Mentions: Individual phases of INM are tightly correlated with phases of the cell cycle, but it has not been determined how migration depends on cell-cycle progression. To address this question, we first examined whether INM depends on G1- to S-phase progression. The cell cycle of neural progenitors was arrested at G1-phase by overexpression of p18Ink4c, a cyclin-dependent kinase inhibitor (Guan et al, 1994; Sherr and Roberts, 1999). Introduction of p18Ink4c by in utero electroporation resulted in a decrease in the number of cells expressing Ki67, a marker for the proliferative state (Figure 2A). The electroporated cells were neither labelled by BrdU, which is incorporated into DNA during S-phase (Supplementary Figure S1A), nor observed histologically to be in M-phase. These cells, therefore, had passed through M-phase and were arrested in G1-phase by the time of analysis (18 h after electroporation). Interestingly, at E10.5, when proliferative cells are dominant, the cell bodies of the p18Ink4c-electroporated cells accumulated in the basal region of the VZ, with their long apical processes extended toward the apical surface (Figure 2B). This phenomenon is not specific to this developmental stage, as statistical measurements showed basal accumulation of G1-arrested nuclei in the VZ at E14.5 as well (Figure 2C and D). The basal nuclear localization of p18Ink4c-expressing cells may be due to differentiation of G1-arrested progenitor cells into neurons that do not migrate to the apical surface. However, we confirmed that the progenitor state is not affected in p18Ink4c-expressing cells based on expression of Sox2 (Supplementary Figure S1B) and Pax6 (Supplementary Figure S1C), markers for apical neural progenitor cells (Götz et al, 1998; Graham et al, 2003). Furthermore, we did not observe any significant changes in the pattern of Tuj1 staining, a marker for neurons, nor any increase in expression of Tbr2, a marker for differentiating intermediate progenitor cells (Kowalczyk et al, 2009), 24 h after electroporation (Supplementary Figure S1D and E). These results indicate that the nuclei of neural progenitor cells do not migrate in the apical direction when they are arrested in G1-phase and suggest that entry into S-phase is a prerequisite for basal-to-apical nuclear migration.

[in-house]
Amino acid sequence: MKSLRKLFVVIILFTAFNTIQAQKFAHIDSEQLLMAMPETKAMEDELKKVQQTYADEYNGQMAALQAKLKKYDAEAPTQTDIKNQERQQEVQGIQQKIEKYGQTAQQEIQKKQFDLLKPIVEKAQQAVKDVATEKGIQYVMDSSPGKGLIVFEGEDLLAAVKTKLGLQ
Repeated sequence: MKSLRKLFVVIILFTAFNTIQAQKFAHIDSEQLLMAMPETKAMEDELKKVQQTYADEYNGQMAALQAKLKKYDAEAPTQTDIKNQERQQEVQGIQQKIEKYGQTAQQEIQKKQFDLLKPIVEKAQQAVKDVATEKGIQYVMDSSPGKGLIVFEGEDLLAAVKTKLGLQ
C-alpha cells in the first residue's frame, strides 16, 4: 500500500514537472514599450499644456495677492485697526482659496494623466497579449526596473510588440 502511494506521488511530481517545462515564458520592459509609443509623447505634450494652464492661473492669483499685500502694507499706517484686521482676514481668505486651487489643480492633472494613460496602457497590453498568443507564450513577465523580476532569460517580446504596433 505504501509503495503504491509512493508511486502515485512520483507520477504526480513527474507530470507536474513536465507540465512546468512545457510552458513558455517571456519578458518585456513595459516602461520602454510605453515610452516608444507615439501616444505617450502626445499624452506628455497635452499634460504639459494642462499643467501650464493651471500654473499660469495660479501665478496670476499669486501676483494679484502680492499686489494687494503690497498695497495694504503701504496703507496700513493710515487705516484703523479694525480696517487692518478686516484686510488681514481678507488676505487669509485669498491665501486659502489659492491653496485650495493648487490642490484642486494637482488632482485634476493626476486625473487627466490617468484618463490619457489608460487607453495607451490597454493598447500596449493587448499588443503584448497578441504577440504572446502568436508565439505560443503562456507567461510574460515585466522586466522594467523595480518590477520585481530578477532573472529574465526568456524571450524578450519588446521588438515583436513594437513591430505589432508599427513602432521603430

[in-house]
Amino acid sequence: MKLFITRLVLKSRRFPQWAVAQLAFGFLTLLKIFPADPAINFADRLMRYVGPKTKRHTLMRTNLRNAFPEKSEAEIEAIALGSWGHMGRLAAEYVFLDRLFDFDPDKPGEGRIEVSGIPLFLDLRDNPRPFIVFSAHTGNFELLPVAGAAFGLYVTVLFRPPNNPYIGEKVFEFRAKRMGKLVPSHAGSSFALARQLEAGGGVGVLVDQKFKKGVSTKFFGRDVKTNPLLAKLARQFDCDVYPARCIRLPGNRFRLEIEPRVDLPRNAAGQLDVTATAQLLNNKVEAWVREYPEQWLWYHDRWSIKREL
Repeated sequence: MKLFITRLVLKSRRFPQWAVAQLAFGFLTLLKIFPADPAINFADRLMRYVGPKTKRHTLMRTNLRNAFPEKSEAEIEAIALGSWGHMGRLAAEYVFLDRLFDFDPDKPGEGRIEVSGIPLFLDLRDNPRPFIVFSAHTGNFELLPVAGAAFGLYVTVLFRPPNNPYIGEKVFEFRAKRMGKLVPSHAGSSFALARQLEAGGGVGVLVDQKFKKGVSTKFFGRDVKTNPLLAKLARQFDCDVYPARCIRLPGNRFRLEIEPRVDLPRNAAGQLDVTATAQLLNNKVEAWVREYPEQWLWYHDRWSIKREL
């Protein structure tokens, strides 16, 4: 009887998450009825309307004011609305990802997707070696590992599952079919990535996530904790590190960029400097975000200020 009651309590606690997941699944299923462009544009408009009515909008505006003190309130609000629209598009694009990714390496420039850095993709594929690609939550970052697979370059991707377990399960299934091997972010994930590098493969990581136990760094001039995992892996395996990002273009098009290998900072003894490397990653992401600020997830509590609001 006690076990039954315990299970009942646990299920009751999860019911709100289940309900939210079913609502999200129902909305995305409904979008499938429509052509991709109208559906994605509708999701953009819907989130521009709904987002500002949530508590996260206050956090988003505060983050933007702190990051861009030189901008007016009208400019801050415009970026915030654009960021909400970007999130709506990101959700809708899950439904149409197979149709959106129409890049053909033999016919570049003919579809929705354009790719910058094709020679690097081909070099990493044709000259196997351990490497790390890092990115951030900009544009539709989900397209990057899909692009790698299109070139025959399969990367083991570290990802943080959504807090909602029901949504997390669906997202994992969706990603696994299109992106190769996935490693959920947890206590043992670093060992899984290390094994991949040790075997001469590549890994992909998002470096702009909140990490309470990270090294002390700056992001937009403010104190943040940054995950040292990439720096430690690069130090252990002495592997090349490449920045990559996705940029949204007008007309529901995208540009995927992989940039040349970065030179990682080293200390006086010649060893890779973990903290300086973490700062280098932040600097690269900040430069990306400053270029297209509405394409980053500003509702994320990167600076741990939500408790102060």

Bottom Line: Here, we show that INM proceeds through the cell cycle-dependent linkage of cell-autonomous and non-autonomous mechanisms.In contrast, in vivo observations of implanted microbeads, acute S-phase arrest of surrounding cells and computational modelling suggest that the basal migration of G1-phase nuclei depends on a displacement effect by G2-phase nuclei migrating apically.Our model for INM explains how the dynamics of neural progenitors harmonize their extensive proliferation with the epithelial architecture in the developing brain.

View Article: PubMed Central - PubMed

Affiliation: Laboratory for Cell Asymmetry, RIKEN Center for Developmental Biology, Kobe, Japan. kosodo@med.kawasaki-m.ac.jp

ABSTRACT
A hallmark of neurogenesis in the vertebrate brain is the apical-basal nuclear oscillation in polarized neural progenitor cells. Known as interkinetic nuclear migration (INM), these movements are synchronized with the cell cycle such that nuclei move basally during G1-phase and apically during G2-phase. However, it is unknown how the direction of movement and the cell cycle are tightly coupled. Here, we show that INM proceeds through the cell cycle-dependent linkage of cell-autonomous and non-autonomous mechanisms. During S to G2 progression, the microtubule-associated protein Tpx2 redistributes from the nucleus to the apical process, and promotes nuclear migration during G2-phase by altering microtubule organization. Thus, Tpx2 links cell-cycle progression and autonomous apical nuclear migration. In contrast, in vivo observations of implanted microbeads, acute S-phase arrest of surrounding cells and computational modelling suggest that the basal migration of G1-phase nuclei depends on a displacement effect by G2-phase nuclei migrating apically. Our model for INM explains how the dynamics of neural progenitors harmonize their extensive proliferation with the epithelial architecture in the developing brain.

Show MeSH
Related in: MedlinePlus